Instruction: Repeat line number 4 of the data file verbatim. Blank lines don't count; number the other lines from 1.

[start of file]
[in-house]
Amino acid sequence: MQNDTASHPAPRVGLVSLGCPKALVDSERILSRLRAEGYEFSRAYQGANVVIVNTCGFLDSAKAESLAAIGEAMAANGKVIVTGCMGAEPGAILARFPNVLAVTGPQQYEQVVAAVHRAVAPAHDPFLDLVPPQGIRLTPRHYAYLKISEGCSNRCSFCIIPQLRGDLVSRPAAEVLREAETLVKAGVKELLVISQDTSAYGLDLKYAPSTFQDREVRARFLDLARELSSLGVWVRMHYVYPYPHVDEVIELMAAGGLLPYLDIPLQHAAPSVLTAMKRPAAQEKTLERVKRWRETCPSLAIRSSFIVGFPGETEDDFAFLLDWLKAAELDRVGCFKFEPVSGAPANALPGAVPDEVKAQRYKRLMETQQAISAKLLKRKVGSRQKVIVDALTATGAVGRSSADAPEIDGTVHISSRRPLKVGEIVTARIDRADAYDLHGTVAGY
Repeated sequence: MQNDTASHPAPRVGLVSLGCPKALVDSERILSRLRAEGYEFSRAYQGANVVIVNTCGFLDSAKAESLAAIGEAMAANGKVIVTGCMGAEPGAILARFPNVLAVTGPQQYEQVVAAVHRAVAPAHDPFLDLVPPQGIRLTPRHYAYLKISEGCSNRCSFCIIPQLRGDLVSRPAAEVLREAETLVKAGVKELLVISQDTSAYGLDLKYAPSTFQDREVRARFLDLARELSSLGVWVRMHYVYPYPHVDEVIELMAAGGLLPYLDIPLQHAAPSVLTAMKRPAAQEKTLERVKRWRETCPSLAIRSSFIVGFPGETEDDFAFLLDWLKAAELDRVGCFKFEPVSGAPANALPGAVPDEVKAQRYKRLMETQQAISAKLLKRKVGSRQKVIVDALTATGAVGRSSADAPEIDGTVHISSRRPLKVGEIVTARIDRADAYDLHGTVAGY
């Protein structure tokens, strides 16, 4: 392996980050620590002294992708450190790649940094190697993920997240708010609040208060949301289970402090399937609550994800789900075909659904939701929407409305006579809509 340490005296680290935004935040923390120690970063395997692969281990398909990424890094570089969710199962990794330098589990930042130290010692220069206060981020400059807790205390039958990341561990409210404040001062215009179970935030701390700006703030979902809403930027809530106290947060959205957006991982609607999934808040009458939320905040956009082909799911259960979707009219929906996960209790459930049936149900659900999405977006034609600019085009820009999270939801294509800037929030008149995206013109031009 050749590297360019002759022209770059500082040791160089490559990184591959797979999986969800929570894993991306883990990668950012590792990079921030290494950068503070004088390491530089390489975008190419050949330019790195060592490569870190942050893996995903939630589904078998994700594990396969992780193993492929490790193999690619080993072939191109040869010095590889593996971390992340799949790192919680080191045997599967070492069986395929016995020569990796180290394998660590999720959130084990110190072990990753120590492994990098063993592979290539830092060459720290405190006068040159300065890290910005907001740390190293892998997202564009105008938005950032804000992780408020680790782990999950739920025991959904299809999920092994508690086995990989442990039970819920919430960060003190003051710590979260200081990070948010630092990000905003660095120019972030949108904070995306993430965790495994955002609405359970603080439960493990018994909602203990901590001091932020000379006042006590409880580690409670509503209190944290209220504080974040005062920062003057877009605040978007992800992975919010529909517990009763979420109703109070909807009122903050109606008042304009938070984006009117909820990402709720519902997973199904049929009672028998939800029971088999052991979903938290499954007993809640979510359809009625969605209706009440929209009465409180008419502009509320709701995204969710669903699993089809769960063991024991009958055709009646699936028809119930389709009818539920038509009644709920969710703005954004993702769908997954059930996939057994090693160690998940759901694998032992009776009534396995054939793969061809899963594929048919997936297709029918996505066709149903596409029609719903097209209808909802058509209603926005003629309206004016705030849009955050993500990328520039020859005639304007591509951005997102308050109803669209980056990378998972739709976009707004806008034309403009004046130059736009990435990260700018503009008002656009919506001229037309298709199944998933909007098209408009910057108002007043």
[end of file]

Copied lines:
């Protein structure tokens, strides 16, 4: 392996980050620590002294992708450190790649940094190697993920997240708010609040208060949301289970402090399937609550994800789900075909659904939701929407409305006579809509 340490005296680290935004935040923390120690970063395997692969281990398909990424890094570089969710199962990794330098589990930042130290010692220069206060981020400059807790205390039958990341561990409210404040001062215009179970935030701390700006703030979902809403930027809530106290947060959205957006991982609607999934808040009458939320905040956009082909799911259960979707009219929906996960209790459930049936149900659900999405977006034609600019085009820009999270939801294509800037929030008149995206013109031009 050749590297360019002759022209770059500082040791160089490559990184591959797979999986969800929570894993991306883990990668950012590792990079921030290494950068503070004088390491530089390489975008190419050949330019790195060592490569870190942050893996995903939630589904078998994700594990396969992780193993492929490790193999690619080993072939191109040869010095590889593996971390992340799949790192919680080191045997599967070492069986395929016995020569990796180290394998660590999720959130084990110190072990990753120590492994990098063993592979290539830092060459720290405190006068040159300065890290910005907001740390190293892998997202564009105008938005950032804000992780408020680790782990999950739920025991959904299809999920092994508690086995990989442990039970819920919430960060003190003051710590979260200081990070948010630092990000905003660095120019972030949108904070995306993430965790495994955002609405359970603080439960493990018994909602203990901590001091932020000379006042006590409880580690409670509503209190944290209220504080974040005062920062003057877009605040978007992800992975919010529909517990009763979420109703109070909807009122903050109606008042304009938070984006009117909820990402709720519902997973199904049929009672028998939800029971088999052991979903938290499954007993809640979510359809009625969605209706009440929209009465409180008419502009509320709701995204969710669903699993089809769960063991024991009958055709009646699936028809119930389709009818539920038509009644709920969710703005954004993702769908997954059930996939057994090693160690998940759901694998032992009776009534396995054939793969061809899963594929048919997936297709029918996505066709149903596409029609719903097209209808909802058509209603926005003629309206004016705030849009955050993500990328520039020859005639304007591509951005997102308050109803669209980056990378998972739709976009707004806008034309403009004046130059736009990435990260700018503009008002656009919506001229037309298709199944998933909007098209408009910057108002007043």